Research shows legume trees can fertilize and stabilize maize fields, generate higher yields
Inserting rows of ‘fertilizer trees’ into maize fields can help farmers cope with the impacts of drought and degraded soils, according to a 12-year-long study by researchers at the World Agroforestry Centre (ICRAF). They conducted three coordinated experiments, starting in 1991 in Malawi and Zambia, and found that farms that mix nitrogen-fixing trees and maize have consistent and relatively high yields year after year. In Malawi, the highest average maize yield was found in fields that combined both fertilizer trees and inorganic fertilizers, but applied at just half the standard recommended amounts.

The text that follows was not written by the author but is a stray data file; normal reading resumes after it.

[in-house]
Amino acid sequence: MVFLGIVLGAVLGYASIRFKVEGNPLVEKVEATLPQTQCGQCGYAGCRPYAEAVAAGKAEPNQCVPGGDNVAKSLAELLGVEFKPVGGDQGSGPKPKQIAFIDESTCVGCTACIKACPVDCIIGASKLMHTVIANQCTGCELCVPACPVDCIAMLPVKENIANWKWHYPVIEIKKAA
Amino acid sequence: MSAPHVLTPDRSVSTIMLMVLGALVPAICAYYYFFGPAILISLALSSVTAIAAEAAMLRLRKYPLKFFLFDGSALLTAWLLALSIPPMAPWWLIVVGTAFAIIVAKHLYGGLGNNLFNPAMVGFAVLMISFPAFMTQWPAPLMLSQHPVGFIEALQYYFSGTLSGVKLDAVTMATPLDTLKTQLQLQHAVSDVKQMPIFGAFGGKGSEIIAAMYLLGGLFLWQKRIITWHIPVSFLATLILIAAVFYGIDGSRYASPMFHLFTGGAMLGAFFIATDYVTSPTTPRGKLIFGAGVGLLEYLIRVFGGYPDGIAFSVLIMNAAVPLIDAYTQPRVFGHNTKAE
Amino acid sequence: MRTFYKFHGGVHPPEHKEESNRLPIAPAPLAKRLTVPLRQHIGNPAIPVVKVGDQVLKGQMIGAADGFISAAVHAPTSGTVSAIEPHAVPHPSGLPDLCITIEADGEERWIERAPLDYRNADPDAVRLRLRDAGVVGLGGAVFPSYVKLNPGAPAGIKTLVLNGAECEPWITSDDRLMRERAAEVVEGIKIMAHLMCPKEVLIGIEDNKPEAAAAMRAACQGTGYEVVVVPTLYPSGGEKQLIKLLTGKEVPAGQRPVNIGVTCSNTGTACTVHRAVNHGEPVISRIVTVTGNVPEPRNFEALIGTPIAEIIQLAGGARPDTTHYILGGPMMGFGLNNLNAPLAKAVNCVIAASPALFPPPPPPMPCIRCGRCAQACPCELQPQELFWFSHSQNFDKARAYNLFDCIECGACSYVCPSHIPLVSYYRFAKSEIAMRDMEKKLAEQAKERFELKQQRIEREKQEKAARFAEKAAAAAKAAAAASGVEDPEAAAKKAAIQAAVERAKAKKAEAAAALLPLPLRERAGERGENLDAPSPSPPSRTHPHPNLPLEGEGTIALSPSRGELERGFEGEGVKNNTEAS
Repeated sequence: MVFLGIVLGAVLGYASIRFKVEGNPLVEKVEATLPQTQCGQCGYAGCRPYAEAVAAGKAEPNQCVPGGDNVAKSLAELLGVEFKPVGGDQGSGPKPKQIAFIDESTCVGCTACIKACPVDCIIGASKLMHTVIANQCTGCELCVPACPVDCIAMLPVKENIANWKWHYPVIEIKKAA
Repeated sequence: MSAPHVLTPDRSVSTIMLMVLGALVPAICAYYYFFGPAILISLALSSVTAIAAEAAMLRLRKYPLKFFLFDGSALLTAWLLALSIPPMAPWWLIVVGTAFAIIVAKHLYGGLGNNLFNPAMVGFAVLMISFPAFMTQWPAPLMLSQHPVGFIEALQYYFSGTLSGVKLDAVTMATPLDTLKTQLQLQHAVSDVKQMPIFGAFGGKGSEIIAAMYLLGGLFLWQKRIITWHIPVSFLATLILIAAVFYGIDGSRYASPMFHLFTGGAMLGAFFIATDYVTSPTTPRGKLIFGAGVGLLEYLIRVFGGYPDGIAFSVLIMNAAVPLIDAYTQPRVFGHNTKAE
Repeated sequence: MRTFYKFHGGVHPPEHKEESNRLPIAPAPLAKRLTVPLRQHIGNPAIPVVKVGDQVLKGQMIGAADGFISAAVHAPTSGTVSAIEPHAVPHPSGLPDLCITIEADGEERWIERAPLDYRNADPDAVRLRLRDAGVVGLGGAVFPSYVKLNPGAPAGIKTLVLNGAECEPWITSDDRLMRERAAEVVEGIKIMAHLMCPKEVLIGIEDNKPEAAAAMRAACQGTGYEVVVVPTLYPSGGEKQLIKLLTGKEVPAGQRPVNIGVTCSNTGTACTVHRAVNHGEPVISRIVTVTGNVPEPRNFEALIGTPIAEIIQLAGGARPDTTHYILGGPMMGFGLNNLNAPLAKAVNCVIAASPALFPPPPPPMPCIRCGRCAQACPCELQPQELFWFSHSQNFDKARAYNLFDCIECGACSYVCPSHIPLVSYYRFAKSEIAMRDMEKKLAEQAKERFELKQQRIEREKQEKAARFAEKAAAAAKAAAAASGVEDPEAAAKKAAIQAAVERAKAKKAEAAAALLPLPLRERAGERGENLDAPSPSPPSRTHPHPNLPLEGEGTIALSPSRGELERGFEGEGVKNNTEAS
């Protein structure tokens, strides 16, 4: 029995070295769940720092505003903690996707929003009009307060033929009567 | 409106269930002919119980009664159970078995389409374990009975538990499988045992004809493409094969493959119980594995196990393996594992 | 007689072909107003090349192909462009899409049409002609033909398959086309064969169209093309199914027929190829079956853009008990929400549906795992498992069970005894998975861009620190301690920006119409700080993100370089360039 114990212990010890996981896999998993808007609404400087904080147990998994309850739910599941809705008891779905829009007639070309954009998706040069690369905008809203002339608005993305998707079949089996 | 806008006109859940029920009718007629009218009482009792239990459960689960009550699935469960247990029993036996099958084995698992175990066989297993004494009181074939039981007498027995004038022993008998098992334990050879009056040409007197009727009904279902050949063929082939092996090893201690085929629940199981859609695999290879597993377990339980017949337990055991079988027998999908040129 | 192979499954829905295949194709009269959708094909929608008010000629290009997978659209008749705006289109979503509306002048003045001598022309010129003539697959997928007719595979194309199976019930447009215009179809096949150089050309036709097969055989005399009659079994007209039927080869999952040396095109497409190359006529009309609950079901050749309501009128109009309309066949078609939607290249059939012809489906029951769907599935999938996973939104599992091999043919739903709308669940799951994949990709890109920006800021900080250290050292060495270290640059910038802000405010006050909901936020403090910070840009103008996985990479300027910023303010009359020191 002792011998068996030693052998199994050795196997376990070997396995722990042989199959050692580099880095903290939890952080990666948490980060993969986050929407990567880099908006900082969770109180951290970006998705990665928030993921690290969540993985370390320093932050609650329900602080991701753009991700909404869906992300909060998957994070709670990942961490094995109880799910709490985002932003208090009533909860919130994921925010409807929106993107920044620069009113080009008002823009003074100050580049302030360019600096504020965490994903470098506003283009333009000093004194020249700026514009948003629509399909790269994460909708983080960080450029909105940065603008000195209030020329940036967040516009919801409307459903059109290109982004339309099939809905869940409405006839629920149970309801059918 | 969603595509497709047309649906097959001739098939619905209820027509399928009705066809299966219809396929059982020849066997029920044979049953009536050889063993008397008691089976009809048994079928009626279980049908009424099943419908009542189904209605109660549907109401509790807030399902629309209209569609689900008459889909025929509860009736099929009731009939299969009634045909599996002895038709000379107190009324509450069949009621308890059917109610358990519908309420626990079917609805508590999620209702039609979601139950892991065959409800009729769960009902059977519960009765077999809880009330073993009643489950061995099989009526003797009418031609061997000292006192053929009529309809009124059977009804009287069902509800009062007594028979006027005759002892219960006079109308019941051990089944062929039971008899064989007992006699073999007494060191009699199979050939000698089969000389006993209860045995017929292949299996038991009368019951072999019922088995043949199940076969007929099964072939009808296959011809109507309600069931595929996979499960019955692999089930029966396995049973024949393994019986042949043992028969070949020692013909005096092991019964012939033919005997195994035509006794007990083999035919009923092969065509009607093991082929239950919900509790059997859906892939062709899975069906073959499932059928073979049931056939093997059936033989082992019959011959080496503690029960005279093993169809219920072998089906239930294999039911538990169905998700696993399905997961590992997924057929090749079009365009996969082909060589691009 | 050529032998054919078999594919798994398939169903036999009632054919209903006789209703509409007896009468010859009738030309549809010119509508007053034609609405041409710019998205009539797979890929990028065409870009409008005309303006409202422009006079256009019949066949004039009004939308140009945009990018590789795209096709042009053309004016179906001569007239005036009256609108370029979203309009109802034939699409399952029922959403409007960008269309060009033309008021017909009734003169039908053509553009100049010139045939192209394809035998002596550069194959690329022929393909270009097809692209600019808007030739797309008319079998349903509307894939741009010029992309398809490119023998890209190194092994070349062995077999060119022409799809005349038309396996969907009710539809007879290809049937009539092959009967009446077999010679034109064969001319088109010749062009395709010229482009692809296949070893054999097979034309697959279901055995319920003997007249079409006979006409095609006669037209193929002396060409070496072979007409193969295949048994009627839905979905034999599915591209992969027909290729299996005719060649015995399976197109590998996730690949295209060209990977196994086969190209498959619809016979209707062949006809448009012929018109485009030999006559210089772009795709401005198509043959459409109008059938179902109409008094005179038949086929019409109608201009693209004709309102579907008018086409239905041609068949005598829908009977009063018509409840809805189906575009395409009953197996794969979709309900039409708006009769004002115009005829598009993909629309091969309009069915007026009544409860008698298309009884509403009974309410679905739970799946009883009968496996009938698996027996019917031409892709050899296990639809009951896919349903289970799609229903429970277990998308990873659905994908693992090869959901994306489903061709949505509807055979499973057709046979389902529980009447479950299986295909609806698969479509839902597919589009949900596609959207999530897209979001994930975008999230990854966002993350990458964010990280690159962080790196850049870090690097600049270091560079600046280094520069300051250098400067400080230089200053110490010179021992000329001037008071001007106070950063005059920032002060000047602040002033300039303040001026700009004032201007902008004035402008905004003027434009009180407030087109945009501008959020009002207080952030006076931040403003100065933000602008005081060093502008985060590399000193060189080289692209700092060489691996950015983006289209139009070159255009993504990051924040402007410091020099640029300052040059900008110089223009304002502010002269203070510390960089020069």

Maize mono-crops grown with inorganic fertilizers may have higher yield in some years but the yield is less reliable in the long run. Mono-cropping without replenishing soil nutrients in any way – the de facto practice of resource-poor maize farmers – was the least productive and most unpredictable of all.
EurekAlert has the report (14/10/2012).
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